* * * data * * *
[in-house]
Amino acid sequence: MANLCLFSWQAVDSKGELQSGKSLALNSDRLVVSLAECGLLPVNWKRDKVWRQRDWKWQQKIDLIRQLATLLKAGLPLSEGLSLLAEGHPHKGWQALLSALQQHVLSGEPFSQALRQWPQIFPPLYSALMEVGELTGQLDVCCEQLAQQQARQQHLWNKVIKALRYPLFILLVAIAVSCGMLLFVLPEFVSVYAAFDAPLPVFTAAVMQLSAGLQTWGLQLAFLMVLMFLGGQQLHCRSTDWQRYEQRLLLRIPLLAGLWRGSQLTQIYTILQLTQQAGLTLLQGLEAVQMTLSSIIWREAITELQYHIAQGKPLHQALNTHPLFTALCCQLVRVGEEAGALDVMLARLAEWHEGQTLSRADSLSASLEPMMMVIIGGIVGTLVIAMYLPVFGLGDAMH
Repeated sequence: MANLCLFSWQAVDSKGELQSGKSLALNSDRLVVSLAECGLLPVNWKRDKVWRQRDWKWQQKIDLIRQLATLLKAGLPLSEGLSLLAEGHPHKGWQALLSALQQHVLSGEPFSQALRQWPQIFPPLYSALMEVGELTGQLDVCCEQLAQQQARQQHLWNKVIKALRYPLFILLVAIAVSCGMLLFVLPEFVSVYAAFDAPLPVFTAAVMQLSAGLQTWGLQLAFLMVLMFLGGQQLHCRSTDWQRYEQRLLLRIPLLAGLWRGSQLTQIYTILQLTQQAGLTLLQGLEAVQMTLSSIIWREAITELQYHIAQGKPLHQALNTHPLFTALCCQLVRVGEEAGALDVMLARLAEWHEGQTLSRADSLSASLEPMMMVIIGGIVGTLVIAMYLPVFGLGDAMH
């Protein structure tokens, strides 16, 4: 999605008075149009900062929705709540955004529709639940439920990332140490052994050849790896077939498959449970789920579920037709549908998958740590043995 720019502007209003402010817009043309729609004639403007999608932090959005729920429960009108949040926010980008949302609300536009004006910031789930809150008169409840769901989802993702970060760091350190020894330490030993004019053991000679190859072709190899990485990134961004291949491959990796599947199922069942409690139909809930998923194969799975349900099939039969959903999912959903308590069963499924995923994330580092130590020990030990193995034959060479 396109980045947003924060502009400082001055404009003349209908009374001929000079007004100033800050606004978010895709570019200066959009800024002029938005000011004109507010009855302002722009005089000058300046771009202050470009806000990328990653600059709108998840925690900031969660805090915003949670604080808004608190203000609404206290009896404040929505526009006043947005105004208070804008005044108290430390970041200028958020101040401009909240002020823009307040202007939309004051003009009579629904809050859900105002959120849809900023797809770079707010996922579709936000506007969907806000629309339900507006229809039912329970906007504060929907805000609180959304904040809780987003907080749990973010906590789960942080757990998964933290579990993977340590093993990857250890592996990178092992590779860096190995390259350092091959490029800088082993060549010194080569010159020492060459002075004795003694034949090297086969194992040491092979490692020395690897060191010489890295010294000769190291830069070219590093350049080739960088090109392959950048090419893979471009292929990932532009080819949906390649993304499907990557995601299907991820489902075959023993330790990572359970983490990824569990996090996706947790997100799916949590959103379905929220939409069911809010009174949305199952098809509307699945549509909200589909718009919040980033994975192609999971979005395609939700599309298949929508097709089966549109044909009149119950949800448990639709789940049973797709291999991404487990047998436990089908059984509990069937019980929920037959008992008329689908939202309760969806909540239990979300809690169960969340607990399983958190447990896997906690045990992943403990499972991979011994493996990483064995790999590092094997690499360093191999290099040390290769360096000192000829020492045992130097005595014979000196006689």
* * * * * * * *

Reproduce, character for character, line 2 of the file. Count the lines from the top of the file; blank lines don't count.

Amino acid sequence: MANLCLFSWQAVDSKGELQSGKSLALNSDRLVVSLAECGLLPVNWKRDKVWRQRDWKWQQKIDLIRQLATLLKAGLPLSEGLSLLAEGHPHKGWQALLSALQQHVLSGEPFSQALRQWPQIFPPLYSALMEVGELTGQLDVCCEQLAQQQARQQHLWNKVIKALRYPLFILLVAIAVSCGMLLFVLPEFVSVYAAFDAPLPVFTAAVMQLSAGLQTWGLQLAFLMVLMFLGGQQLHCRSTDWQRYEQRLLLRIPLLAGLWRGSQLTQIYTILQLTQQAGLTLLQGLEAVQMTLSSIIWREAITELQYHIAQGKPLHQALNTHPLFTALCCQLVRVGEEAGALDVMLARLAEWHEGQTLSRADSLSASLEPMMMVIIGGIVGTLVIAMYLPVFGLGDAMH